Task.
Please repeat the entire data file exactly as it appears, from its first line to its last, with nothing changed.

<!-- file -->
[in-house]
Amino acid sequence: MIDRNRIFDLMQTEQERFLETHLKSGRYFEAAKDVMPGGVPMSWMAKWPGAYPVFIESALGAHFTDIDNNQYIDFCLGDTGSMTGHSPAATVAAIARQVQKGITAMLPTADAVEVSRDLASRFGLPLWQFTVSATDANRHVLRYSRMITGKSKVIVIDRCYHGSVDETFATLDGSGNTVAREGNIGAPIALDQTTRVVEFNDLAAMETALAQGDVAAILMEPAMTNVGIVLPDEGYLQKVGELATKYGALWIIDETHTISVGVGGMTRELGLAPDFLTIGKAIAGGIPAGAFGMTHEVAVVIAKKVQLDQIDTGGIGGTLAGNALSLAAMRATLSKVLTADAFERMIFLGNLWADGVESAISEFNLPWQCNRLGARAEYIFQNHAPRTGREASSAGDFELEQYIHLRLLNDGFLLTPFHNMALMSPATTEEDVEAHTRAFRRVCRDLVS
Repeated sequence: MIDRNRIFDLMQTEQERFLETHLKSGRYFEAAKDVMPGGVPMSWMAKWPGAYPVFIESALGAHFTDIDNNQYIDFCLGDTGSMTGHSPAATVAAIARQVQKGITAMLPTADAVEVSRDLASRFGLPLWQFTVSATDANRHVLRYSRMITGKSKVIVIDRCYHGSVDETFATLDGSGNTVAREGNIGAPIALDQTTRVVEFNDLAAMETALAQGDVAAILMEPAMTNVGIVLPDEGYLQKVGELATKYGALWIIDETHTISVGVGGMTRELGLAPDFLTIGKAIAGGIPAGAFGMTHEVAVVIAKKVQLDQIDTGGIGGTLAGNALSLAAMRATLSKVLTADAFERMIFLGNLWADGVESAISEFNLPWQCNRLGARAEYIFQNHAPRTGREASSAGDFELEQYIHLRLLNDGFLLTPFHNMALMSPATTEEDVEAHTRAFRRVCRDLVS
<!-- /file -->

[in-house]
Amino acid sequence: MIDRNRIFDLMQTEQERFLETHLKSGRYFEAAKDVMPGGVPMSWMAKWPGAYPVFIESALGAHFTDIDNNQYIDFCLGDTGSMTGHSPAATVAAIARQVQKGITAMLPTADAVEVSRDLASRFGLPLWQFTVSATDANRHVLRYSRMITGKSKVIVIDRCYHGSVDETFATLDGSGNTVAREGNIGAPIALDQTTRVVEFNDLAAMETALAQGDVAAILMEPAMTNVGIVLPDEGYLQKVGELATKYGALWIIDETHTISVGVGGMTRELGLAPDFLTIGKAIAGGIPAGAFGMTHEVAVVIAKKVQLDQIDTGGIGGTLAGNALSLAAMRATLSKVLTADAFERMIFLGNLWADGVESAISEFNLPWQCNRLGARAEYIFQNHAPRTGREASSAGDFELEQYIHLRLLNDGFLLTPFHNMALMSPATTEEDVEAHTRAFRRVCRDLVS
Repeated sequence: MIDRNRIFDLMQTEQERFLETHLKSGRYFEAAKDVMPGGVPMSWMAKWPGAYPVFIESALGAHFTDIDNNQYIDFCLGDTGSMTGHSPAATVAAIARQVQKGITAMLPTADAVEVSRDLASRFGLPLWQFTVSATDANRHVLRYSRMITGKSKVIVIDRCYHGSVDETFATLDGSGNTVAREGNIGAPIALDQTTRVVEFNDLAAMETALAQGDVAAILMEPAMTNVGIVLPDEGYLQKVGELATKYGALWIIDETHTISVGVGGMTRELGLAPDFLTIGKAIAGGIPAGAFGMTHEVAVVIAKKVQLDQIDTGGIGGTLAGNALSLAAMRATLSKVLTADAFERMIFLGNLWADGVESAISEFNLPWQCNRLGARAEYIFQNHAPRTGREASSAGDFELEQYIHLRLLNDGFLLTPFHNMALMSPATTEEDVEAHTRAFRRVCRDLVS